// Debenhams drafts in advisers from Deloitte in case of legal challenge
// Debenhams won the approval of creditors in May to go ahead with a CVA
// 50 of its 166 UK stores were earmarked to close
Debenhams has drafted in advisers from Deloitte just in case it loses a legal challenge against its rescue plan, which could result in the retailer falling into administration.
The department store chain won the approval of its creditors, as well as most of its landlords, to go ahead with a restructuring in the form of a CVA back in May.
An estimate of 50 of its 166 UK stores were earmarked to close and rent cuts on other stores will be sought as part of the CVA.
However, Debenhams is being taken to court by Combined Property Control Group (CPG), which owns six of the properties Debenhams lets, claiming it was treated unfairly as its creditor.
Meanwhile, Deloitte is waiting to put contingency plans in place.
If CPG wins, the rescue deal could be unwound with Debenhams having to meet backdates rents at the old level.
“We remain extremely confident this challenge is without merit and expect it to fail,” a Debenhams spokesman said.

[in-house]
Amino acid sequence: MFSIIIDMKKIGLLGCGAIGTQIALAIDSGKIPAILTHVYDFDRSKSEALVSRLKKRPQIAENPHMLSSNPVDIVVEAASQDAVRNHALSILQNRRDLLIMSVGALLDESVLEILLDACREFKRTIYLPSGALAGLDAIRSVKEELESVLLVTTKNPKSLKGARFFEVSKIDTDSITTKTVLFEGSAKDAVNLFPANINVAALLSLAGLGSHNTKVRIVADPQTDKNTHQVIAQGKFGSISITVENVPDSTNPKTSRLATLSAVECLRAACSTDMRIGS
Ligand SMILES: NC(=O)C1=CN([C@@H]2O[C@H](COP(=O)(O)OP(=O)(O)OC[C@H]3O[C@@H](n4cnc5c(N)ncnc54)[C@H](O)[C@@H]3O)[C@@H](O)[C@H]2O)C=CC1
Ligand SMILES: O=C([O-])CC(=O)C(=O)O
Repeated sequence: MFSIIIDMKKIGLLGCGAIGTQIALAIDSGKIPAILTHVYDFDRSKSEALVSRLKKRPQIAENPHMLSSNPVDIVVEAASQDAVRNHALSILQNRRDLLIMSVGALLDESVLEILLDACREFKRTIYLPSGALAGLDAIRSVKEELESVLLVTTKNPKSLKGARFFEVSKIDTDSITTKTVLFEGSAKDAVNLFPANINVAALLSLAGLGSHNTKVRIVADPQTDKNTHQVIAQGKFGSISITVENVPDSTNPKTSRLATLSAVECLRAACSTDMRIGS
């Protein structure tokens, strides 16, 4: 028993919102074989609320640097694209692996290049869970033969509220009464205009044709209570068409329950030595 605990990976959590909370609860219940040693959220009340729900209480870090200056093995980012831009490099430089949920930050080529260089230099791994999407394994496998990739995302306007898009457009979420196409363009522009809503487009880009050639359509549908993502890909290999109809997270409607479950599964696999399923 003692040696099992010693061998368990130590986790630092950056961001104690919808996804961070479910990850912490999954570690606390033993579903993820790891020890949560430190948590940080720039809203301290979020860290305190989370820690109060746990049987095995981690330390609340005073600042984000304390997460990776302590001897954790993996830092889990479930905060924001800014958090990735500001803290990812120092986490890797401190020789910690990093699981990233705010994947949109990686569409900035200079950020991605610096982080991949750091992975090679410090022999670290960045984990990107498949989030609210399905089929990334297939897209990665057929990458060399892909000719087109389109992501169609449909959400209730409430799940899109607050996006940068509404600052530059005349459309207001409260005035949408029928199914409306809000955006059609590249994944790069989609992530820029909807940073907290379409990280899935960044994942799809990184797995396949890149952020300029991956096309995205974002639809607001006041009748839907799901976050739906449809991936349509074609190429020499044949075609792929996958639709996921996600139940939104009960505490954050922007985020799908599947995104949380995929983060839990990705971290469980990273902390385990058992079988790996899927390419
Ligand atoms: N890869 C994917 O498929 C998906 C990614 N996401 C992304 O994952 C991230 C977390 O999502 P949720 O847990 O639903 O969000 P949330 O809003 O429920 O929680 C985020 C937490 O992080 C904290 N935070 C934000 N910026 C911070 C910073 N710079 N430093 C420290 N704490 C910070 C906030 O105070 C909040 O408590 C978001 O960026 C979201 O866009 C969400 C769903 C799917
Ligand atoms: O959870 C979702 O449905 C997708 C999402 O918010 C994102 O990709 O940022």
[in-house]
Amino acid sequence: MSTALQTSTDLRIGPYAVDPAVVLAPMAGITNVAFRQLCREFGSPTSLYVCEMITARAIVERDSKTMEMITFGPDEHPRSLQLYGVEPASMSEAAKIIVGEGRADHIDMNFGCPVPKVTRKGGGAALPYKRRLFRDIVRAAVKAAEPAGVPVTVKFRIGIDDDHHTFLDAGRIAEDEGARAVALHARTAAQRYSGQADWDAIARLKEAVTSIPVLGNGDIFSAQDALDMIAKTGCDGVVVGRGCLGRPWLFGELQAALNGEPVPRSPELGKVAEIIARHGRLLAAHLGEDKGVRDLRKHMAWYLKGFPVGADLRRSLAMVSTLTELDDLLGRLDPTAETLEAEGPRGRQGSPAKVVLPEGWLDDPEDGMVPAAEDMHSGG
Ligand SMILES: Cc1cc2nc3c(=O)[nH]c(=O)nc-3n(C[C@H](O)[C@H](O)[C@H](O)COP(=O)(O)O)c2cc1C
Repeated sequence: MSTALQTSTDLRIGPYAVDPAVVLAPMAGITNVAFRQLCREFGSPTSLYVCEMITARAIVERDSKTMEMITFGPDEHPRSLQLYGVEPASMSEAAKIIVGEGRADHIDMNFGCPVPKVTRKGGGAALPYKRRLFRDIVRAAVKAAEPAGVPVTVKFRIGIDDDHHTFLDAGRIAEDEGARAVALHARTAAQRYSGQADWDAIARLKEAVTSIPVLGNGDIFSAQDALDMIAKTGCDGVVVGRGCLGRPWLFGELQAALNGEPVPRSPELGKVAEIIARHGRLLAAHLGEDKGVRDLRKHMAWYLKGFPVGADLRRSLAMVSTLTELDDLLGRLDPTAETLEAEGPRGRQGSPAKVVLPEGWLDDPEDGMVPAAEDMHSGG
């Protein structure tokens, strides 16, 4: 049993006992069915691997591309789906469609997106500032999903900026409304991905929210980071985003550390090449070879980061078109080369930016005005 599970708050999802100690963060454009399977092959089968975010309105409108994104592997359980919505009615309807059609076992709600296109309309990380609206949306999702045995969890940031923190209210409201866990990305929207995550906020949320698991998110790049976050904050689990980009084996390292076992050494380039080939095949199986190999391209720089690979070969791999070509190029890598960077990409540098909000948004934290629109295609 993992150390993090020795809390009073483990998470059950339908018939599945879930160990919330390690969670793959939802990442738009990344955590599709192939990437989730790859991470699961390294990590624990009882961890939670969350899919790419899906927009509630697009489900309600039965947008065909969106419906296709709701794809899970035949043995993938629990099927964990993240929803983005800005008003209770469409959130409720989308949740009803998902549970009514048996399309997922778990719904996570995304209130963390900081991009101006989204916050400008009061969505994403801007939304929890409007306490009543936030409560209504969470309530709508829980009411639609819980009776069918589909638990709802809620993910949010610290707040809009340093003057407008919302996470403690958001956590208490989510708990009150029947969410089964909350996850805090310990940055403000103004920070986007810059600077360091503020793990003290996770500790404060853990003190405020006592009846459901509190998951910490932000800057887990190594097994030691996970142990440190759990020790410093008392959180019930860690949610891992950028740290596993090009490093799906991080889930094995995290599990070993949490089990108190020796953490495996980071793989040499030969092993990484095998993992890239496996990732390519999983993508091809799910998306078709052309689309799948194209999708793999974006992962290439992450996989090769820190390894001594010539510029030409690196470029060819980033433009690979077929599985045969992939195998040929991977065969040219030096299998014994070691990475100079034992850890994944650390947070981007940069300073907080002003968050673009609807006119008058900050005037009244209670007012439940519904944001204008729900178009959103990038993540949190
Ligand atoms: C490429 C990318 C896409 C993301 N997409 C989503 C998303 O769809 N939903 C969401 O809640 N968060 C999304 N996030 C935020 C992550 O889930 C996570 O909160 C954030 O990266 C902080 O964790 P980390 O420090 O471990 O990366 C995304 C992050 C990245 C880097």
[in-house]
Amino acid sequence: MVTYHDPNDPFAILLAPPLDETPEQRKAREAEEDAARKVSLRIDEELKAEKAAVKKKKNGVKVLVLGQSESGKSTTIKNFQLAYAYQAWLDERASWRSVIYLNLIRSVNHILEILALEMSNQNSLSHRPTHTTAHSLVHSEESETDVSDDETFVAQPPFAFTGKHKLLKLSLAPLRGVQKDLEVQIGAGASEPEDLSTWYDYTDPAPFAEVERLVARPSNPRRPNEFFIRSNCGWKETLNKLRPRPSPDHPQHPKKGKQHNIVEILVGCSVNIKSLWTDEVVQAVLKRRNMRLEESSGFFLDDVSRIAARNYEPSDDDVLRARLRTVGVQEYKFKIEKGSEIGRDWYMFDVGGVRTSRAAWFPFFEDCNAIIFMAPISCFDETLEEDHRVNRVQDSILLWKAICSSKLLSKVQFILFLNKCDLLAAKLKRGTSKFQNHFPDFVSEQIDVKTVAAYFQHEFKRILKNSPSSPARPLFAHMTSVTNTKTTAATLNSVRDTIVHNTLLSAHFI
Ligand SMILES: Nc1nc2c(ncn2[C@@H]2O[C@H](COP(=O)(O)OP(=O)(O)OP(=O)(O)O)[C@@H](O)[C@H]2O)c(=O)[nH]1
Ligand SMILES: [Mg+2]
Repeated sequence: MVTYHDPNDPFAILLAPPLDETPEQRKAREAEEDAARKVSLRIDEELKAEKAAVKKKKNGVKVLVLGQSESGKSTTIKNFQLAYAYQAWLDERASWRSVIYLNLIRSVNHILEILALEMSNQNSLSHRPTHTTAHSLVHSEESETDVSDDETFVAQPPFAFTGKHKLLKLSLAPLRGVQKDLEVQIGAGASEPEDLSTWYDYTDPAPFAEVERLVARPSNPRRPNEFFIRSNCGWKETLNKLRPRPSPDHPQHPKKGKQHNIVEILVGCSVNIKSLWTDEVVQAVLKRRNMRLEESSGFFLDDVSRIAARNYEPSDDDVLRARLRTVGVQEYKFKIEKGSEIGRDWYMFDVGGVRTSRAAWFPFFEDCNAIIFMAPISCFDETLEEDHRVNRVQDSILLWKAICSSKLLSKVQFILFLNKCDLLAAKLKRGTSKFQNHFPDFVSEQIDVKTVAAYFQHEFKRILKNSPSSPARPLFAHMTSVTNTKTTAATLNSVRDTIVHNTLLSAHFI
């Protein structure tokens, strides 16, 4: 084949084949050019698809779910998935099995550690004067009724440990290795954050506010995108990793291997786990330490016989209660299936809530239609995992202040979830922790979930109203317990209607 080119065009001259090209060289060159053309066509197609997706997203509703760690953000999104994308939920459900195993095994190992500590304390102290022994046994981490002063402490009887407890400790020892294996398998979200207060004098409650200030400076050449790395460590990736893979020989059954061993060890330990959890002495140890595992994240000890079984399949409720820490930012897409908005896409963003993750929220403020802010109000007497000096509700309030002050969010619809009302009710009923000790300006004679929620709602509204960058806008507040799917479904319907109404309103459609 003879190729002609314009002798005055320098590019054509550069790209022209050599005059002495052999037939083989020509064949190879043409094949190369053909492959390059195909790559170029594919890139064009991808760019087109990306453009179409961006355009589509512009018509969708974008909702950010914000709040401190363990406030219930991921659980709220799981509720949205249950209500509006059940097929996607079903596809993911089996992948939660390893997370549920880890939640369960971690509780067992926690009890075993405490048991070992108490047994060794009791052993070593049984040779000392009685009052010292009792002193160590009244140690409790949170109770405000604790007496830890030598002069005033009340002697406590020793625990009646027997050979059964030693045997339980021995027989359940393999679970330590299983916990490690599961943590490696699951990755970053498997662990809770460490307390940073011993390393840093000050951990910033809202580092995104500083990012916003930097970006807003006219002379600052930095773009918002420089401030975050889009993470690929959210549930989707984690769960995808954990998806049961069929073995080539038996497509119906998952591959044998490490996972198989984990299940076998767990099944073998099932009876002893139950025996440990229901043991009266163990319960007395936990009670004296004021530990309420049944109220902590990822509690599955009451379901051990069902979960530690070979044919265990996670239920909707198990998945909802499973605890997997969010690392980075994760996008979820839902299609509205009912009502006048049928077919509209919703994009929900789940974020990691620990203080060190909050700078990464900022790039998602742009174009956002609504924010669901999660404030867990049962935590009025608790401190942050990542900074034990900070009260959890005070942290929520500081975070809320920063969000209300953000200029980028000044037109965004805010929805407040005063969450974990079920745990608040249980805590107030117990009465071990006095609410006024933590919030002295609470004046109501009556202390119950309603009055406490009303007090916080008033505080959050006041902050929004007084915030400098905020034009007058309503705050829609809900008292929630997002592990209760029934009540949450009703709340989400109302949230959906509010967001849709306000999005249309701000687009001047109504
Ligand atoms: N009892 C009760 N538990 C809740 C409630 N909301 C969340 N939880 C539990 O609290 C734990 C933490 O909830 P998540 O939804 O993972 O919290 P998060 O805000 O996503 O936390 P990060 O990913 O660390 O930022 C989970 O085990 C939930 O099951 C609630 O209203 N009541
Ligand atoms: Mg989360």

“In the meantime, we are progressing with our restructuring, which was approved by the vast majority of creditors, including over 80 per cent of landlords.”
CPG’s challenge is being supported by Mike Ashley’s Sports Direct, which dropped its own legal challenge against Debenhams in July.
Sports Direct had been Debenhams’ largest shareholder and attempted to gain control of the department store chain for months.
Ashley even staged a boardroom coup in January, unseating the retailer’s then-chief executive and chairman Sergio Bucher.
In April, lenders took control of Debenhams after it rejected a rescue offer from Sports Direct to inject £200 million into the business.
Sports Direct’s shares were wiped out in the process, as well as other shareholders.
Ashley had spent an estimated £150 million on his stake in the retailer.
Meanwhile, most of Debenhams’ UK stores are expected to stay open until after Christmas.
It recently parted ways with executive chairman Terry Duddy and replaced him with Stefaan Vansteenkiste, a turnaround specialist, as its new boss.
Moreover, CPG’s case will be heard in the Chancery division by Justice Norris.
The hearings are expected to last a few days and a verdict is expected to be announced in the next few weeks.